Saturday, August 6, 2011

Peace is a dance, not a stance

This was the talk/presentation I gave at BYM Annual Meeting for Business as clerk of the Peace and Social Concerns Committee:

“Peace” is a dance, not a stance. We can easily dance among ourselves, but when we also learn to dance joyfully with people we may not know, and with whom we may not agree, we are bringing greater peace. To joyfully seek that of God in all things is to see all people and things as dance partners.

We also recognize that the greatest marks left by Friends in the world – from influencing the ideals of our country, to the abolition movement, to voting rights for women – have often been the work, passions and leadings of individuals, not committees. What these individuals shared was a fire and a passion that could not be extinguished. Knowing that their objectives would not be achieved in their lifetime, they remained undeterred in working towards how they envisioned the world should be. Quakerism was often the source and inspiration of their work, and what emboldened them to take leaps of faith, to speak their truths, and as a result, the world is better.

As the 21st century unfolds, however, we face new challenges – within ourselves as well as in the world. Within this Yearly Meeting, we know that there are a great many good things happening in the name of peace. Support for and active involvement in the works of African Great Lakes Initiative, the Zarembkas and Ann Riggs in east Africa; Bolivian Quakers; the work of the Intervisitation Committee and involvement with FUM are but a few of the things worth mentioning. There are also the leadings of individuals within our Yearly Meeting, and some Monthly Meetings that are doing wonderful works in their community, too many to mention here. At the same time, we recognize that some PSC Committees struggle and may even be inactive. Just this week we heard, for example, that the Ad Hoc committee on gender and sexual diversity is laying itself down, and yet even in Friendly circles we hear people and things being called “gay” in a world where this kind of benign intent can do harm. So while a committee’s work may be done, there is still work to be done. While it is easy for us to look outside of ourselves and see fault, we must also seek to be ever-vigilant and increasingly conscious of our own blind spots. As Moliere said, “it is not what we do, but also what we do not do, for which we are accountable.”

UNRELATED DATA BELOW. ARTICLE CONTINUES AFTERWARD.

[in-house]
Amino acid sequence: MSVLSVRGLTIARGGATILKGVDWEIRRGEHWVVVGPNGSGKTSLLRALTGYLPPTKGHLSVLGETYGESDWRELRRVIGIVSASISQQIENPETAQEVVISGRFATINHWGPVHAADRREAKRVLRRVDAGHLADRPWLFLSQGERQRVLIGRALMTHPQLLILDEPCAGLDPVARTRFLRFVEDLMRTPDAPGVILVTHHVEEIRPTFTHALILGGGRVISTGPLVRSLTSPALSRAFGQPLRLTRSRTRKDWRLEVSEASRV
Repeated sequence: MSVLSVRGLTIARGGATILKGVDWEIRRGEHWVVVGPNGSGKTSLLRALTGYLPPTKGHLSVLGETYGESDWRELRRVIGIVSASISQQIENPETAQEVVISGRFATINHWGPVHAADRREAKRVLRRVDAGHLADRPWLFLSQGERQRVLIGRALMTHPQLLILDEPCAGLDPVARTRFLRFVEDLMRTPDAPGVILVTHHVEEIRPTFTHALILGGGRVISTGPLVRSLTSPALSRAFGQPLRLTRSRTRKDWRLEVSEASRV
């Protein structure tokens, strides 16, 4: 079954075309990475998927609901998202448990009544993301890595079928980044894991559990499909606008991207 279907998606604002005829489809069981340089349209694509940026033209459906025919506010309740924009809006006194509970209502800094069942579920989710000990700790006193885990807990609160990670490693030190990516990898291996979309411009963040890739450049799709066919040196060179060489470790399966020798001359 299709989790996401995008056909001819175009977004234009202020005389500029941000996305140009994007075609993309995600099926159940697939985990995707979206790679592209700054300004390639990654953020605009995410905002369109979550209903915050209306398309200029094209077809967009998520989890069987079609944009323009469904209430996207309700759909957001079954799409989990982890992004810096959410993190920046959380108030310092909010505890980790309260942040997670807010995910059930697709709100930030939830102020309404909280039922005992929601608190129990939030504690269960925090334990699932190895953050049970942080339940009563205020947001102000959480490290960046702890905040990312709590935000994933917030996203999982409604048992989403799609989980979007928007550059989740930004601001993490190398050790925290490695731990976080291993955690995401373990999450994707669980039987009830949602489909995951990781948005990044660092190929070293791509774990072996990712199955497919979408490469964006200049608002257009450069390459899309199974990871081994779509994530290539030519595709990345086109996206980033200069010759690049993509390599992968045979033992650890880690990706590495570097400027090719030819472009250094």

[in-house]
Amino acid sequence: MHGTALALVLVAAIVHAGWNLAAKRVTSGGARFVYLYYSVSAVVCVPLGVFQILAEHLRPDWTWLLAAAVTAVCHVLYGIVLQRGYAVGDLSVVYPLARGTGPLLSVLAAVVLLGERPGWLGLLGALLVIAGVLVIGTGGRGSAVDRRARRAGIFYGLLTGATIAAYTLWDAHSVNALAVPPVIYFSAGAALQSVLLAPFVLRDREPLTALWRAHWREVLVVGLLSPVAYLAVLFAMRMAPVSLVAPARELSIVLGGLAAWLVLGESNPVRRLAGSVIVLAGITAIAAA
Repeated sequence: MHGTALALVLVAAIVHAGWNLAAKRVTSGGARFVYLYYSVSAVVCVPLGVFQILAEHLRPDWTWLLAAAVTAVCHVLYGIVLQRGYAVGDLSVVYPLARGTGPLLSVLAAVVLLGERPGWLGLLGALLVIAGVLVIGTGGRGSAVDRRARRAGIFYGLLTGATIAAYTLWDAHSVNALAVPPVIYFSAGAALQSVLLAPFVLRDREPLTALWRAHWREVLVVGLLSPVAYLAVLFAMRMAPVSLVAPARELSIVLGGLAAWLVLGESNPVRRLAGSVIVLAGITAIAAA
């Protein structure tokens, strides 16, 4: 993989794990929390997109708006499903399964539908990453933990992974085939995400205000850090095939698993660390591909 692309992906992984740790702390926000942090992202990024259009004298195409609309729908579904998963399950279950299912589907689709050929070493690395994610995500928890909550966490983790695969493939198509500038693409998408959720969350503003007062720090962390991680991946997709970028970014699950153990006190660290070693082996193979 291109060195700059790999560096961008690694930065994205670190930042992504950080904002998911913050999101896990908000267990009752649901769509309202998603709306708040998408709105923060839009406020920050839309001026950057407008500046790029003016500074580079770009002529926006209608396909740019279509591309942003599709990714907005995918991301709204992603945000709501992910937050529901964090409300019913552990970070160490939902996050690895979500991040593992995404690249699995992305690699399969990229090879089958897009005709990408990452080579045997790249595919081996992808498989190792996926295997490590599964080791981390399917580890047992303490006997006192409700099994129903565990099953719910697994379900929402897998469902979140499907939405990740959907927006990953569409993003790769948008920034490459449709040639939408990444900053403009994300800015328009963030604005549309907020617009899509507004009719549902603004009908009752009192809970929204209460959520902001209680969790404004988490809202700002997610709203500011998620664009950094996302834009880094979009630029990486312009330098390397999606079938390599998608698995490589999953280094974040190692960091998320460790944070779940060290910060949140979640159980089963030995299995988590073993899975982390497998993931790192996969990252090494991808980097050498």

For this committee, we find it both important and challenging to harness our efforts so that we are greater than the sum of our parts and the world continues to be positively influenced by our presence. We recognize that all things are connected. Torture, hunger, and the fuel and energy we have all consumed to be here this week are connected. We cannot shy away from this fact, but should instead be willing to embrace it. A challenge for all of us is to take the learning, wisdom and passions we share to not only support the issues, causes and programs we care about and deem worthy, but to apply them in our daily lives so that in the communities where we live, eat, sleep and work, we can know that the world is ever so incrementally better for having had this day. It is important to daily challenge ourselves to move in the direction of the world we seek. Supporting programs and building relations in remote places – whether they be in prisons, in South America, on a Reservation, or in Africa – is necessary, but if we do not also expand our circle of dance partners in our own backyard joyfully seeking that of God in all, we are missing something. Issues help bring unity among like-minded people, but are also used to divide and conquer. It is relationships – honest, genuine relationships that we live out every day – that bring unity to our global community.